Patient Accounts Receivable
The Company reports patient accounts receivable from services rendered at their estimated transaction price, which includes price concessions based on the amounts expected to be due from payors. The Company's patient accounts receivable is uncollateralized and primarily consist of amounts due from Medicare, Medicaid, other third-party payors, and to a lesser degree patients. The credit risk from other payors is limited due to the significance of Medicare as the primary payor. The Company believes the credit risk associated with its Medicare accounts is limited due to (i) the historical collection rate from Medicare

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and (ii) the fact that Medicare is a U.S. government payor. The Company does not believe that there are any other significant concentrations from any particular payor that would subject it to any significant credit risk in the collection of patient accounts receivable.
    
A portion of the estimated Medicare PDGM system reimbursement from each submitted home nursing episode is received in the form of a request for anticipated payment (“RAP”). For a standard 60-day episode of care, the Company will submit two RAPs, one for the first 30-day period and a second for the next 30-day period. The Company submits a RAP for 20% of the estimated reimbursement for each of the 30-day periods at the start of care. A final bill is submitted at the end of each 30-day period. If a final bill is not submitted within the greater of 120 days from the start of the 30-day period, or 60 days from the date the RAP was paid, any RAP received for that 30-day period will be recouped by Medicare from any other Medicare claims in process for that particular provider. The RAP and final claim must then be resubmitted.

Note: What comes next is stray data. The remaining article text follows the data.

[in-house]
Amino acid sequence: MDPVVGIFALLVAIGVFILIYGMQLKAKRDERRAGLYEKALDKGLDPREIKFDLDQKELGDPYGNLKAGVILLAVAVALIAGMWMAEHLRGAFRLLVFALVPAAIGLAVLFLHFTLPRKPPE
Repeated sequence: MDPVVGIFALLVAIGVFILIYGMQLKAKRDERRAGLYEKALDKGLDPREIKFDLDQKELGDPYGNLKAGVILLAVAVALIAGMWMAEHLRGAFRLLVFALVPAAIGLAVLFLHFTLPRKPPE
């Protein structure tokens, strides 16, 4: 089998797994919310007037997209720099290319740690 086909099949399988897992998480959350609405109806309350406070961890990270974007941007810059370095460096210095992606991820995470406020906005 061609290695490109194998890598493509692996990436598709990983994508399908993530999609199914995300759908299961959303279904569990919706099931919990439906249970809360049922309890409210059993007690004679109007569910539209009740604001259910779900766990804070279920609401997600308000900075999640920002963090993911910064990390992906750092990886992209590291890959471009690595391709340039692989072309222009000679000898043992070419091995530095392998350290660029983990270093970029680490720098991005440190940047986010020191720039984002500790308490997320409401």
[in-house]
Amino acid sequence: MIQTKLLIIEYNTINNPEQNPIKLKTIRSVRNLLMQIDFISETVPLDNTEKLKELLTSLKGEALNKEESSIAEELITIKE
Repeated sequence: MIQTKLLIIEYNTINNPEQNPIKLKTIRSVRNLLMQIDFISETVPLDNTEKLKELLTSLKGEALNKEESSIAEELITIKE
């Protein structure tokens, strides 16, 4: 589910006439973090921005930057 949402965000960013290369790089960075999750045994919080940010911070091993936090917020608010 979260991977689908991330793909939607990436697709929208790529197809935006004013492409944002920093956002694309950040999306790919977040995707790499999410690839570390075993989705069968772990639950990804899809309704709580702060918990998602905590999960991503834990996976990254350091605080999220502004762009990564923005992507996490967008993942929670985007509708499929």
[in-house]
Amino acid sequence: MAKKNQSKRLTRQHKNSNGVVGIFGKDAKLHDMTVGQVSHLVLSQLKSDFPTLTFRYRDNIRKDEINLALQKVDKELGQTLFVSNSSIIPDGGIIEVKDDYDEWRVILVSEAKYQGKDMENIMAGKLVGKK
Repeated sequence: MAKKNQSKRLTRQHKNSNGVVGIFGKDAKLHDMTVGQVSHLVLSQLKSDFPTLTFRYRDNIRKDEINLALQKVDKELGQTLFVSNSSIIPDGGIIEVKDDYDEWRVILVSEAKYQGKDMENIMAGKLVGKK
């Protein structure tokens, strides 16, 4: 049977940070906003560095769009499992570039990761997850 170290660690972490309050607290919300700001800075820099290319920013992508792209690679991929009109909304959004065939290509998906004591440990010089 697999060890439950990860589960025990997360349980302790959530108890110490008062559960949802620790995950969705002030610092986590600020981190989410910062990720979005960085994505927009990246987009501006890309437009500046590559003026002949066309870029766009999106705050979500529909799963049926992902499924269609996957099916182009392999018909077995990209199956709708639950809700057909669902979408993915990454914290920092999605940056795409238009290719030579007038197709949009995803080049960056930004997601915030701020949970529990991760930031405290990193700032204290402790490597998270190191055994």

Earnings Per Share
Basic per share information is computed by dividing the relevant amounts from the condensed consolidated statements of income by the weighted-average number of shares outstanding during the period, under the treasury stock method. Diluted per share information is also computed using the treasury stock method, by dividing the relevant amounts from the condensed consolidated statements of income by the weighted-average number of shares outstanding plus potentially dilutive shares.
The following table sets forth shares used in the computation of basic and diluted per share information and, with respect to the data provided for the three months ended March 31, 2020 and 2019 (amounts in thousands):  
 
Three Months Ended  
 March 31,
 
2020
 
2019
Weighted average number of shares outstanding for basic per share calculation
31,020

 
30,837

Effect of dilutive potential shares:
 
 
 
Nonvested stock
283

 
350

Adjusted weighted average shares for diluted per share calculation
31,303

 
31,187

Anti-dilutive shares
120

 
141



Recently Adopted Accounting Pronouncements
In January 2017, the FASB issued ASU 2017-04, Intangibles - Goodwill and Other: Simplifying the Test for Goodwill Impairment, which requires an entity to no longer perform a hypothetical purchase price allocation to measure goodwill impairment. Instead, impairment will be measured using the difference between the carrying amount and the fair value of the reporting unit. This ASU was effective for annual and interim periods in fiscal years beginning after December 15, 2019, and did not have a significant impact to the Company.